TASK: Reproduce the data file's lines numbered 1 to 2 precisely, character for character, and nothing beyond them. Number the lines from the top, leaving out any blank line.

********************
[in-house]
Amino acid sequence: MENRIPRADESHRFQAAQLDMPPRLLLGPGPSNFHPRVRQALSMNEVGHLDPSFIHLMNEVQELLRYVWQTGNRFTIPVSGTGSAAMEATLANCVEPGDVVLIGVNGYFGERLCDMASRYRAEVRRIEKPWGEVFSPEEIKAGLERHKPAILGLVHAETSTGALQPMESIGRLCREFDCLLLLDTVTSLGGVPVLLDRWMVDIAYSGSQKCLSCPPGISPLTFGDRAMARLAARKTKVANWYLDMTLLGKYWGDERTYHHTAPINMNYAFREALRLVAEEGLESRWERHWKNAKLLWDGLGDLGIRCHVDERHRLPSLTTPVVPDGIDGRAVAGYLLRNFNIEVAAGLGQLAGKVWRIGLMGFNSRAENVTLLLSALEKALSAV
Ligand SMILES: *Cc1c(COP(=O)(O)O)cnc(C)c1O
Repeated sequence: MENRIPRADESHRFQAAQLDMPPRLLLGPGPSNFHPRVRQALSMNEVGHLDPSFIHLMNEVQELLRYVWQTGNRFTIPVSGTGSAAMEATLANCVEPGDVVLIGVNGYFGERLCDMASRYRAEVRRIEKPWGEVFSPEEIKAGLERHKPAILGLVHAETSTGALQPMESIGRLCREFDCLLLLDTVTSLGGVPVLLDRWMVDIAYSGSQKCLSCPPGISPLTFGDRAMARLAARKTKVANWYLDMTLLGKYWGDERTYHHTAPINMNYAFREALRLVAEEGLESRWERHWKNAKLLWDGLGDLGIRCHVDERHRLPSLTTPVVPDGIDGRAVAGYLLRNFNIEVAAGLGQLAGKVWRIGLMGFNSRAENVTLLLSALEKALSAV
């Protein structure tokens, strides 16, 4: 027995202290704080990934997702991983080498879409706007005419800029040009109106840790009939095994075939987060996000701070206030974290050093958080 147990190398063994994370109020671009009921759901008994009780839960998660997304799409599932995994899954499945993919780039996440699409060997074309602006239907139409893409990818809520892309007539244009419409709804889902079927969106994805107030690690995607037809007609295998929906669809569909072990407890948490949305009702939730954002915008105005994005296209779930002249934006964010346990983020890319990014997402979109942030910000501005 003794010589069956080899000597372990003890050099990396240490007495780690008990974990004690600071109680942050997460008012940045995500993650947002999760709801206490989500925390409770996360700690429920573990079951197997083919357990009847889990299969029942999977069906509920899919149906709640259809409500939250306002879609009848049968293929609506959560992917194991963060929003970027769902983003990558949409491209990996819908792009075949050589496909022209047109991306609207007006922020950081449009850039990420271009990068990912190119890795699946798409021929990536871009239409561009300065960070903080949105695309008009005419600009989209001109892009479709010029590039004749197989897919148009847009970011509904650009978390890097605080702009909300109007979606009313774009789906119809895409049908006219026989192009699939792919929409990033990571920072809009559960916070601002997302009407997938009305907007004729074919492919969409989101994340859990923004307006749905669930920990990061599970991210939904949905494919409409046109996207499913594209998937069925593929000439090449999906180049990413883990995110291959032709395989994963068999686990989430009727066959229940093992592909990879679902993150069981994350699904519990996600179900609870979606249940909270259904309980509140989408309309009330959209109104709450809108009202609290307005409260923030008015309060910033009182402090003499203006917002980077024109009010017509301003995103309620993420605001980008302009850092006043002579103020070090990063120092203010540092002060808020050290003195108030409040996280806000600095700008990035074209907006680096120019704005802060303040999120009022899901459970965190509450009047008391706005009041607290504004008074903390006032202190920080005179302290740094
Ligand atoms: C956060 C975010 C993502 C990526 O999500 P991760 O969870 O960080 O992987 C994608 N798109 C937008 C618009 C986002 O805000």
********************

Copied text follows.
[in-house]
Amino acid sequence: MENRIPRADESHRFQAAQLDMPPRLLLGPGPSNFHPRVRQALSMNEVGHLDPSFIHLMNEVQELLRYVWQTGNRFTIPVSGTGSAAMEATLANCVEPGDVVLIGVNGYFGERLCDMASRYRAEVRRIEKPWGEVFSPEEIKAGLERHKPAILGLVHAETSTGALQPMESIGRLCREFDCLLLLDTVTSLGGVPVLLDRWMVDIAYSGSQKCLSCPPGISPLTFGDRAMARLAARKTKVANWYLDMTLLGKYWGDERTYHHTAPINMNYAFREALRLVAEEGLESRWERHWKNAKLLWDGLGDLGIRCHVDERHRLPSLTTPVVPDGIDGRAVAGYLLRNFNIEVAAGLGQLAGKVWRIGLMGFNSRAENVTLLLSALEKALSAV